I have been tilling in pine bark - or shredded bark if I could not afford or find pine bark into new beds for years and years. I think it is just as important to put the mulch INTO the beds as on them.

And, daylilies just LOVE alfalfa pellets!

Great series Fred! Thanks so much for showing us how you do things! Having the right tools (tractor and tiller) makes such a difference when doing a big job like the bed prep!
Name: Jan
Hustisford, WI
I was one of the first 300 contributors to the plant database! Cat Lover Daylilies Dog Lover Irises Region: United States of America
Region: Wisconsin
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philljm
Sep 10, 2011 6:32 PM CST
If I had a tractor and tiller, I wouldn't have ANY grass, and my dogs would be VERY unhappy! ~Jan
Name: Vi
Ocean Springs, MS (Zone 8b)
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stetchworth
Sep 11, 2011 4:55 AM CST
Great information not only for newbies but we can all learn from it, thanks for taking the time to post it. Maybe it can be kept as a "sticky" I tip my hat to you.
Name: Fred Manning
Lillian Alabama

Charter ATP Member Region: Gulf Coast I was one of the first 300 contributors to the plant database! Seller of Garden Stuff Dog Lover Region: United States of America
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spunky1
Sep 11, 2011 5:29 AM CST
You need to check your ph with a meter, soil conditions are different in every area, even in different parts of your yard. In existing beds like Rita has with companion plants, this ph# may not be the best thing for those other plants.

Back to the seedlings
After the seedlings are planted, I apply Snapshot or Preen to all the beds and walkways to slow down the weeds, weeds are a year around problem here being we have little winter. I also have to apply milorganite to the beds to keep the rabbits out for a couple months, you may not have this problem, they say this also helps keep the deer out. After a couple of months the foliage will be tough enough the rabbits want eat them.
For the first two weeks after planting they get nothing but water every other day. Water is most important thing for this early growth. After two weeks I start applying a water soluble fertilizer at a rate of 1/2 oz to the gallon. This is sprayed over the foliage every week from now til bloom time, then every other week.

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Name: Fred Manning
Lillian Alabama

Charter ATP Member Region: Gulf Coast I was one of the first 300 contributors to the plant database! Seller of Garden Stuff Dog Lover Region: United States of America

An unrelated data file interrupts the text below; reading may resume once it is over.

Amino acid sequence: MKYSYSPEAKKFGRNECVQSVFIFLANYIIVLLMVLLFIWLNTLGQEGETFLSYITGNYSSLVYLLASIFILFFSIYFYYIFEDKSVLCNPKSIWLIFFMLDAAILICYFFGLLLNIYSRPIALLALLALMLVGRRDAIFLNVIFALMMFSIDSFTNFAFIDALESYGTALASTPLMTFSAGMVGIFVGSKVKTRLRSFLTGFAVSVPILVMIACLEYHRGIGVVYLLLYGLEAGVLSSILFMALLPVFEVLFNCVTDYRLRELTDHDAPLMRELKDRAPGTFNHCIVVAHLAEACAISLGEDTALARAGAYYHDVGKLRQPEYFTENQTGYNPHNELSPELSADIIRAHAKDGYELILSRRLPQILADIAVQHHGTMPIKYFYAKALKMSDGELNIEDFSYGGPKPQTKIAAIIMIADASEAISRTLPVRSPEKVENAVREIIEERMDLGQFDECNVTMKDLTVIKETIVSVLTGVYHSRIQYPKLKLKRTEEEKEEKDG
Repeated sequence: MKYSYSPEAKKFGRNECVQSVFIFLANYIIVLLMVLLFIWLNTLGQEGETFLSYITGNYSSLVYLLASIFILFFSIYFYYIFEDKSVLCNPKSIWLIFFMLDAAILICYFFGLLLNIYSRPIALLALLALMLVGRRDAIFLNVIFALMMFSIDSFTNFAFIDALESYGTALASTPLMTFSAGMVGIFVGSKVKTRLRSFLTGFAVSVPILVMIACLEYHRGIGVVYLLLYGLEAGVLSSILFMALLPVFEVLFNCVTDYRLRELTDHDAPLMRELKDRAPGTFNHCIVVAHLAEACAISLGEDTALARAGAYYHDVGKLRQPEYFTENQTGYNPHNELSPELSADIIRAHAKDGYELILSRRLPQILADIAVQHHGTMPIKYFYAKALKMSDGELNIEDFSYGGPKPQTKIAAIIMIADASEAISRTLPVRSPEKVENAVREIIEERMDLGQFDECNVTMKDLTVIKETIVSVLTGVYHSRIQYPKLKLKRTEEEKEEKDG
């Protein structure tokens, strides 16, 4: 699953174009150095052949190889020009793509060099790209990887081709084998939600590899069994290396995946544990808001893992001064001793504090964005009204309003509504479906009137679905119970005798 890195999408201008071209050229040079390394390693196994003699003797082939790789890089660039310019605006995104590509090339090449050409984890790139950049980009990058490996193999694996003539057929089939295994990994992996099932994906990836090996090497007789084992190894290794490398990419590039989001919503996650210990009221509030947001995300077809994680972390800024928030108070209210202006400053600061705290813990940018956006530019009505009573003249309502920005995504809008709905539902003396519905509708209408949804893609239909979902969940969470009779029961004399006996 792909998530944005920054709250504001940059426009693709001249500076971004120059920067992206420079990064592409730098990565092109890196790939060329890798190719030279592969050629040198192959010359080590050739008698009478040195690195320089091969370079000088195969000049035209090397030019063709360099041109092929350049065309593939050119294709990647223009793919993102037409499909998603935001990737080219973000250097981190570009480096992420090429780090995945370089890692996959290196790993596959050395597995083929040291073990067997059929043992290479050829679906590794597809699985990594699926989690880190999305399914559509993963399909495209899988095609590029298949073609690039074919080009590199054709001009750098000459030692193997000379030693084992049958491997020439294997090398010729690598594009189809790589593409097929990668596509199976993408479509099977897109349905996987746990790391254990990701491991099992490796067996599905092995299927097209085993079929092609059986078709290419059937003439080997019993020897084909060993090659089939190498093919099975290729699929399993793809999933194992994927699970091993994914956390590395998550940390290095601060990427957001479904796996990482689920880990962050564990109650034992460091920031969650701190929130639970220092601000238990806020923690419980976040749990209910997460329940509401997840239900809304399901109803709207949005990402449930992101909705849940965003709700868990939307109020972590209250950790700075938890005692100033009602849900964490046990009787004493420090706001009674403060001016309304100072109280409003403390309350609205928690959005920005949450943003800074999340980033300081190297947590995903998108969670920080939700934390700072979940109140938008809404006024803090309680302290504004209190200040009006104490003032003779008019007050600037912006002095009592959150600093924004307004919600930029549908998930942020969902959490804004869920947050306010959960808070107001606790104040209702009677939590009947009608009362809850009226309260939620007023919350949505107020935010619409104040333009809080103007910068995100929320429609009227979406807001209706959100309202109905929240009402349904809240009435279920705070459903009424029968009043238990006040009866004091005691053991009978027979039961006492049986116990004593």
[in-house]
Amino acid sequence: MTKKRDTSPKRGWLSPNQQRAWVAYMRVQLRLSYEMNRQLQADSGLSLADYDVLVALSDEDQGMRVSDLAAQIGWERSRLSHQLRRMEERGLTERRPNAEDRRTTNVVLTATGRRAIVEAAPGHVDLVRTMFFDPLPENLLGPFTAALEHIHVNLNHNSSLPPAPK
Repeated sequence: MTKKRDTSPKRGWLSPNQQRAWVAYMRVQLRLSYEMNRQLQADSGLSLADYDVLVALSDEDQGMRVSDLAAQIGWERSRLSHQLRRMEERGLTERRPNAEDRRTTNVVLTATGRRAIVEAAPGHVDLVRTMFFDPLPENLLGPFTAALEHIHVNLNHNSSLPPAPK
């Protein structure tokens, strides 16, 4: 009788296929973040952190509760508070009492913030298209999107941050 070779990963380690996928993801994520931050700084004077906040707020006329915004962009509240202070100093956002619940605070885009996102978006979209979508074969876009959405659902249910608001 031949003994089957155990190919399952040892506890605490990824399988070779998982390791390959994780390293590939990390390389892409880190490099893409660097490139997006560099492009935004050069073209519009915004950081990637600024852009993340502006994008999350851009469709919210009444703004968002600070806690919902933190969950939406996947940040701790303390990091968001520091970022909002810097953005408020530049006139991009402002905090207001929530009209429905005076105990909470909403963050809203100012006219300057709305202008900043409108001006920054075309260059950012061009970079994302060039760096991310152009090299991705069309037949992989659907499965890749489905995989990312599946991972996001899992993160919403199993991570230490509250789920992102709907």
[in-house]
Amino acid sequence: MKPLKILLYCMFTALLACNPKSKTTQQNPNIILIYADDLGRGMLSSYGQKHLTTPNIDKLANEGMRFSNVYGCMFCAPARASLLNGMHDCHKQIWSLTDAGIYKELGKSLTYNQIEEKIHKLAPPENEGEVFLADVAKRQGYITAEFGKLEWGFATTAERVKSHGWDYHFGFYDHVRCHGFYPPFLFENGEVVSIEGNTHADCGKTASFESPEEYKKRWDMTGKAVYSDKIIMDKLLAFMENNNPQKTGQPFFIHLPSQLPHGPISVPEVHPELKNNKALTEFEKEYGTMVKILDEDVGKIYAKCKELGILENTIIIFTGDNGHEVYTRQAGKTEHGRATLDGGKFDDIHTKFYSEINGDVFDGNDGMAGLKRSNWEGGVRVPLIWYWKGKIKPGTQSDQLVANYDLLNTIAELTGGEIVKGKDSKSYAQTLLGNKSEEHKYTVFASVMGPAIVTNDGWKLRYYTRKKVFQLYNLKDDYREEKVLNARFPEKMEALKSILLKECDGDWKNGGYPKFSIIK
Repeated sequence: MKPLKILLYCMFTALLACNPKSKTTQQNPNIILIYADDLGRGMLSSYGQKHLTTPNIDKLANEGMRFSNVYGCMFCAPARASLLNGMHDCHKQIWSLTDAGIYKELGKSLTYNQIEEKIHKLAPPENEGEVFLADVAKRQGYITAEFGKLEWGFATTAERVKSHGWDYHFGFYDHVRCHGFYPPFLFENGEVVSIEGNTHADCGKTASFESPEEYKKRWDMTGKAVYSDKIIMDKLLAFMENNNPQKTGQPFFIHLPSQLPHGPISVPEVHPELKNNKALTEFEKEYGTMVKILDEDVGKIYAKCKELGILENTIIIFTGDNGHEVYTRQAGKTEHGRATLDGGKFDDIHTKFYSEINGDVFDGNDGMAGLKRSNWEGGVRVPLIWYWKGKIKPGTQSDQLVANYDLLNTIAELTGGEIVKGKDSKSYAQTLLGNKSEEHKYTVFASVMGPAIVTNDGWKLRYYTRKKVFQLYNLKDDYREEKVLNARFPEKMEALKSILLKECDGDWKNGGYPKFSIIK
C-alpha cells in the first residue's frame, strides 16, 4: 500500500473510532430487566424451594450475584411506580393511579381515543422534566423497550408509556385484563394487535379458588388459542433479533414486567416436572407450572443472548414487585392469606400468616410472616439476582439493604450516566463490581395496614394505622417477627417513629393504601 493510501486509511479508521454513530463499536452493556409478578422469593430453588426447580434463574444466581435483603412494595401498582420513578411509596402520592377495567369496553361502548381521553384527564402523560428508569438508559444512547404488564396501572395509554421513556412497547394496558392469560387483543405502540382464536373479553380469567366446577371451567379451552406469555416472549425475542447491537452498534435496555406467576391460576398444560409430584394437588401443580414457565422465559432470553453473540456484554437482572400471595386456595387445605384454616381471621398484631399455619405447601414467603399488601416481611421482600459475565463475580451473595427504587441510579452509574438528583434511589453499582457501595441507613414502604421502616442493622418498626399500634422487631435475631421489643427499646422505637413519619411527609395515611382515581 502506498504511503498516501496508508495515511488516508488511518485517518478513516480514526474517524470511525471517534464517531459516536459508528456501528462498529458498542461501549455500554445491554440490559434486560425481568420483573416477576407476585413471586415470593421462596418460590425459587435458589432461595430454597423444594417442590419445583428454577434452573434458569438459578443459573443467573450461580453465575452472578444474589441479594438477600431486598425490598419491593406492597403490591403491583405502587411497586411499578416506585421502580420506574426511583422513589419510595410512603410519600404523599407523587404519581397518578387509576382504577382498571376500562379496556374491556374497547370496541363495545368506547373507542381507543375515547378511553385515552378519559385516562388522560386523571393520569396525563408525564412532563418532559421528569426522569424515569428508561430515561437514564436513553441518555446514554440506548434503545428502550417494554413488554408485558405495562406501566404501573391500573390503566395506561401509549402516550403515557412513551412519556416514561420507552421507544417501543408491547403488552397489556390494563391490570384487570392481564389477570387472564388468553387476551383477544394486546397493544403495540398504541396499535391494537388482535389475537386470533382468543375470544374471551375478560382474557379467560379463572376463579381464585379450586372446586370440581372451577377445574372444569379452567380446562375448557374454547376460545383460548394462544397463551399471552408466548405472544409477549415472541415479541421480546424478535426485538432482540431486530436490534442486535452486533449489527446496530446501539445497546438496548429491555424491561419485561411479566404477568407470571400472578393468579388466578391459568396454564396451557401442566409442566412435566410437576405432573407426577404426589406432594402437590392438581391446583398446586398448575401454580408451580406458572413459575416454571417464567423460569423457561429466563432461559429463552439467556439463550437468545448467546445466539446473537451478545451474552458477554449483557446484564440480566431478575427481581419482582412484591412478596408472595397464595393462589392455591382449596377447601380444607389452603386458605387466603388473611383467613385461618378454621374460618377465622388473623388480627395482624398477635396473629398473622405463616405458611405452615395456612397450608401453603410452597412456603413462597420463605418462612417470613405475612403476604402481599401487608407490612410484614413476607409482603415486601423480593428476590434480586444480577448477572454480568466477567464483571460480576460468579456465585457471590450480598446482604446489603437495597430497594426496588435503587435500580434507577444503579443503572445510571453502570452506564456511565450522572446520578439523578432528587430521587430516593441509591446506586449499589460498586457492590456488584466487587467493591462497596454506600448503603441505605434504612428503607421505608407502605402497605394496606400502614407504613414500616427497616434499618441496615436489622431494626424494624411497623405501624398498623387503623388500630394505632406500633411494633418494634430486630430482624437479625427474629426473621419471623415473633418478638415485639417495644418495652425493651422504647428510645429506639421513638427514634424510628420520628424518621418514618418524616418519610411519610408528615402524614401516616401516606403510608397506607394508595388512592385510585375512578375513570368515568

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spunky1
Sep 18, 2011 5:19 AM CST
Have redone the watering system in the seedling area this week. I replaced the large pulsating sprinklers with shrub sprinklers. This has reduced the watering time from 60 minutes to 20 minutes because the water is more concentrated.
Both of these sprinklers put out 3 gallons per minute, the small one is the new one.
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I spaced these at 10' between each one and each row of sprinklers covers two beds.
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Name: kimbar rise
beaverton mi
Charter ATP Member I was one of the first 300 contributors to the plant database! Daylilies Enjoys or suffers cold winters Seed Starter Roses
Clematis Region: Michigan
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kimbar
Sep 18, 2011 5:42 AM CST
Wow Fred looks really nice.
Name: Margaret
Near Kamloops, BC, Canada (Zone 3a)
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mcash70
Oct 11, 2011 9:14 AM CST
Great job on showing us how you build your seedling beds Fred!! Thumbs up
Name: stephanie king
cut bank, MT z 3a-4b
Life is what you make it, so make i
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rebloomnut
Oct 11, 2011 10:31 AM CST
Fred the overhead sprinking I am assuming its so you can foliar feed and also wash off insects and drown them. Am I correct in that as it is a great way to do it rather than soaker hoses.
Name: Michele
Cantonment, FL zone 8b
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tink3472
Oct 11, 2011 6:28 PM CST
Steph, I have heard that overhead watering will keep the insects at bay especially spider mites, not sure how true that really is. When I did have spider mites they were a lot worse where I had soaker hoses or hand watered. I've spent a pretty penny on soaker hoses and non have lasted very long. The flat ones lasted longer (2 seasons) than the regular ones (not even one season). They ended up with leaks all over the place.